Agriculture & Our Obligation To Cultivate The Future Part 1

Agriculture, like education, hasn’t changed much over the last 100 years or so (when I say agriculture, I am referring to farming, forestry, fisheries & agri-processing). Today, the agricultural market in SA amounts to about $11bn, approximately 3% of total GDP. Listed companies make up approximately 4% of the JSE’s $670bn market cap ($26.8bn) this includes some Fast Moving Consumer Goods (FMCG) companies & most (farming, fisheries & agri-processing) companies are small to medium cap < R10bn — Its a big niche market (oxymoron intended).

For us to move forward we need to look at the past

INTEGRATING THE VALUE CHAIN:

Inputs, finance & markets — these are the bedrock pillars for agriculture & for over 100 years agri-services firms have been integrating the value chain.

What does the agricultural value chain consist of? For the sake of oversimplification, the value chain consists of 5 core functions:

Inputs > Production > Processing > Distibution > Sales

In each function, there are activities that require certain actors. For instance, in distribution the activity is transportation & the actor would be a logistic company.

There are a lot of businesses along the agricultural value chain, so where does one start in the value chain? At the beginning, of course; Inputs — the land, the seeds, the infrastructure — without a farm there’s no production, there’s no processing, there’s no distribution, & there are no sales.

Inputs require capital, they go hand in hand, therefore in 1912, an institution was created for such. Its mantra was, “to serve South African commercial & emerging agriculture by bringing specially designed financial services within the reach of farmers across the nation”, & so the Land Bank of South Africa (LADBSA) was born.

By fortifying the marriage between inputs & capital, agri-businesses were allowed to kick start the interlocking.  Hence, value chain integration was the underlying idea that led to the formation of each organisation mentioned at the beginning. Senwes was started as a co-operative in 1909 & the first seven directors were elected. I’ve never thought of farming as a normal business that has an organisational chart, departments, cross-functional work & board of directors. I always thought about it as a one-person endeavour or a co-operative with members doing the same thing.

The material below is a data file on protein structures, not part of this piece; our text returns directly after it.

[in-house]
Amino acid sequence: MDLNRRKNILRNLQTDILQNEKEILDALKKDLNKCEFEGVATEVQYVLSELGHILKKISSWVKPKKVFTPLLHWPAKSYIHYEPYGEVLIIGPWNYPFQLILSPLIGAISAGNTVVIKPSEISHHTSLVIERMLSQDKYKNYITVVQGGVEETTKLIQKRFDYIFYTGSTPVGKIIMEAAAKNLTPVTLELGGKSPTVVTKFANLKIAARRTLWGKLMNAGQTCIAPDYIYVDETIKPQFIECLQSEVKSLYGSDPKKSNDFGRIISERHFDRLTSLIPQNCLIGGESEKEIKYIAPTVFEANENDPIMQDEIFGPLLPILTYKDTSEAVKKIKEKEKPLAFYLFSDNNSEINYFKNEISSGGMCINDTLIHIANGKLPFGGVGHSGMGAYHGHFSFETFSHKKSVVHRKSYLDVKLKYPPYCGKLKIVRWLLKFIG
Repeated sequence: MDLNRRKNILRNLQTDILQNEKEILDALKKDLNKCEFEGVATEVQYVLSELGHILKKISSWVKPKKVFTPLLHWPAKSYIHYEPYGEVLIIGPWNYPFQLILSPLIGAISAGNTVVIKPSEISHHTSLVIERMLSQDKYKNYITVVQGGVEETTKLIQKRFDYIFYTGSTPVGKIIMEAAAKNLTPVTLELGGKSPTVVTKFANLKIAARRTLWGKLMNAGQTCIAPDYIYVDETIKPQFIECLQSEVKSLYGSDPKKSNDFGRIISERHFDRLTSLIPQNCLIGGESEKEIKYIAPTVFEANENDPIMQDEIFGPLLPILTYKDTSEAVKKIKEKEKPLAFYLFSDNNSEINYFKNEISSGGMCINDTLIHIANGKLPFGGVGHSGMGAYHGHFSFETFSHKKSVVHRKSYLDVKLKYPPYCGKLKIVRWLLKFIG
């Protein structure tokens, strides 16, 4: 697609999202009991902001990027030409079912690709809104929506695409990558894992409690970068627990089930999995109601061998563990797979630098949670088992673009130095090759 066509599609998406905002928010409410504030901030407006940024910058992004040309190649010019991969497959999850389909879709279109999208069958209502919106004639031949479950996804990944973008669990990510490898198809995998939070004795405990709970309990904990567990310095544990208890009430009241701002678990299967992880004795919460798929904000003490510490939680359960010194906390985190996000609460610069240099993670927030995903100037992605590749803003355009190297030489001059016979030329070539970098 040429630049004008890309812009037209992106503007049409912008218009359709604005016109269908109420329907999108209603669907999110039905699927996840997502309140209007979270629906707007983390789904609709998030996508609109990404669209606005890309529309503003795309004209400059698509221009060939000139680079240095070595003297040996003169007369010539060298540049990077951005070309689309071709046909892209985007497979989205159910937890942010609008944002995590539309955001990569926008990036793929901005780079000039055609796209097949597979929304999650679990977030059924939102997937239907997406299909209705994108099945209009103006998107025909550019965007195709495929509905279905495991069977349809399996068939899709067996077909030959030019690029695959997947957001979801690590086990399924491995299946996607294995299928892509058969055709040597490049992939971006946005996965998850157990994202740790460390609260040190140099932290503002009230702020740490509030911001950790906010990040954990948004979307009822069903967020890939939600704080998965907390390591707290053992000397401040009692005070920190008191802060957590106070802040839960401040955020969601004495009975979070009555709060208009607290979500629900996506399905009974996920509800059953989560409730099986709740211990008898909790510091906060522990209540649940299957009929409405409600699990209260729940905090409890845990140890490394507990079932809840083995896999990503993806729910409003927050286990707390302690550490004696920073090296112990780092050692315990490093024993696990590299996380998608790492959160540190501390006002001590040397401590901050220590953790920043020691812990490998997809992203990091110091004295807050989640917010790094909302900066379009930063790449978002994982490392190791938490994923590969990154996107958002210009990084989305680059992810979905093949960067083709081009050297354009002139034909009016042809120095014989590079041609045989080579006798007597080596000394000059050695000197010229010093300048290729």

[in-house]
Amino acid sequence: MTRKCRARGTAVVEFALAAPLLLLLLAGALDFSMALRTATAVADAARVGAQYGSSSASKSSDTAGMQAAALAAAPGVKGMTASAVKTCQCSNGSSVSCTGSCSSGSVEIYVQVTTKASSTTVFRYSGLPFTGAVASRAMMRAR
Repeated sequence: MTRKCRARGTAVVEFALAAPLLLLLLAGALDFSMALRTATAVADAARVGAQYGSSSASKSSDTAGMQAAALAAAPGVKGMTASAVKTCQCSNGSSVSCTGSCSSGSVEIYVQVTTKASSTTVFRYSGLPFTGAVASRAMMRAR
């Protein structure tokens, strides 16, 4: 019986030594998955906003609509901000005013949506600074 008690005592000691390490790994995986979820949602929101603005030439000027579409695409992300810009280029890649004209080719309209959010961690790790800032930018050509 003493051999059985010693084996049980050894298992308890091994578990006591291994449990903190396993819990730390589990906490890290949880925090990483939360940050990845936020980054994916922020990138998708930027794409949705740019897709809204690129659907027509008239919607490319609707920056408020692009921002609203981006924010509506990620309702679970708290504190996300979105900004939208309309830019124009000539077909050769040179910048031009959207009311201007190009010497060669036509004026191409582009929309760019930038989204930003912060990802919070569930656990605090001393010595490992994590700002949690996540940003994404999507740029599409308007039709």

From the beginning, each of the directors was charged with various duties. For example, Omne regularly had to liaise with the Central Agency in Johannesburg as the marketing arm of cooperative associations, while another director had to report with regard to the functioning of stores” – Time Cultivates Winners: Senwes a century of agriculture by Elize van Eeden.

In 1924 South Africa created its first grain silo, the now Silo hotel in Cape Town, famous for the port grain elevator. Prior to Fred Hatch creating the first vertical grain silo in 1873, grain was stored in barns. Young Fred had discovered silage from sugar beet, maize & pulp & wanted a place to store it (silage is basically pickled grass). What young Fred learned was that if he created a silo structure above ground this would keep the silage & maize, dry & cold thus healthier for cows which would lead to increased output of milk. Young Fred & his father built 3 wooden silos in 1876 & in 1893 the first steel silo was exhibited in Chicago, Illinois.

Why is this important? because agri-processing contributes significantly to the top line of agri-groups. In 2019 Senwes generated R4.95 billion in revenue before intergroup sales of that R3 billion came from grain-linked activities. Within agriculture, there are different types of processing for different activities but I want to focus on maize, please bear with me.

Since 1924, South Africa has created 432-grain silos. From the 1950s till early 1990s grain storage & marketing was controlled by marketing boards who were controlled by the government under the Marketing Act of 1968. Then control was passed back to private companies & co-operatives like Senwes converted to private companies when the change took effect under the Marketing of Agricultural Products (MAP) Act (No. 47) in 1996. Today there’s grain capacity of 16.3 million tonnes, of which 85% is owned by private companies. Of the 432 grain silos, 172 are on farms, but they are small, some hold less than 100 tons, 260 are commercial. These 260 commercial silos have 17 owners, together account for 93% of all grain capacity, with 3 owning 73% of the total grain capacity, which 3? NWK, Afgri & of course Senwes.

Agri-processing, in maize, is big business but only for a few; the value chain is integrated.

In the 1950s when the marketing boards controlled the maize industry, they used to control freight to & from the farmers for maize. If the distance was more than 80km the marketing boards were mandated to use rail; rail was & still is owned by the government. When control passed to the co-operatives, they invested in logistics & export.

To understand where we are going we need to understand where we come from, this might not be what I normally write about but it’s important to give context for what I plan to write about. The future of agri-business is in unbundling the farm. Stay tuned for part 2 next week.

Take care.

 

Bu Ububele Kopo

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